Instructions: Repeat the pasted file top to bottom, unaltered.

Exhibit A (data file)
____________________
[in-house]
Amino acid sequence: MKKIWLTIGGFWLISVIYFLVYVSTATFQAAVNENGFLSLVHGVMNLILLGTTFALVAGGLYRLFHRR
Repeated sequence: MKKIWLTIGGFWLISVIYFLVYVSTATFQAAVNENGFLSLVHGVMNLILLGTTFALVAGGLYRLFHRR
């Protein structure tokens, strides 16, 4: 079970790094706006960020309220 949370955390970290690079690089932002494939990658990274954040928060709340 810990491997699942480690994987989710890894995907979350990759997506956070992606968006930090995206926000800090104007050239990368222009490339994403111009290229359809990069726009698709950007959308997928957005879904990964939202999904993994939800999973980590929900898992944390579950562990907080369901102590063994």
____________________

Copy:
[in-house]
Amino acid sequence: MKKIWLTIGGFWLISVIYFLVYVSTATFQAAVNENGFLSLVHGVMNLILLGTTFALVAGGLYRLFHRR
Repeated sequence: MKKIWLTIGGFWLISVIYFLVYVSTATFQAAVNENGFLSLVHGVMNLILLGTTFALVAGGLYRLFHRR
């Protein structure tokens, strides 16, 4: 079970790094706006960020309220 949370955390970290690079690089932002494939990658990274954040928060709340 810990491997699942480690994987989710890894995907979350990759997506956070992606968006930090995206926000800090104007050239990368222009490339994403111009290229359809990069726009698709950007959308997928957005879904990964939202999904993994939800999973980590929900898992944390579950562990907080369901102590063994």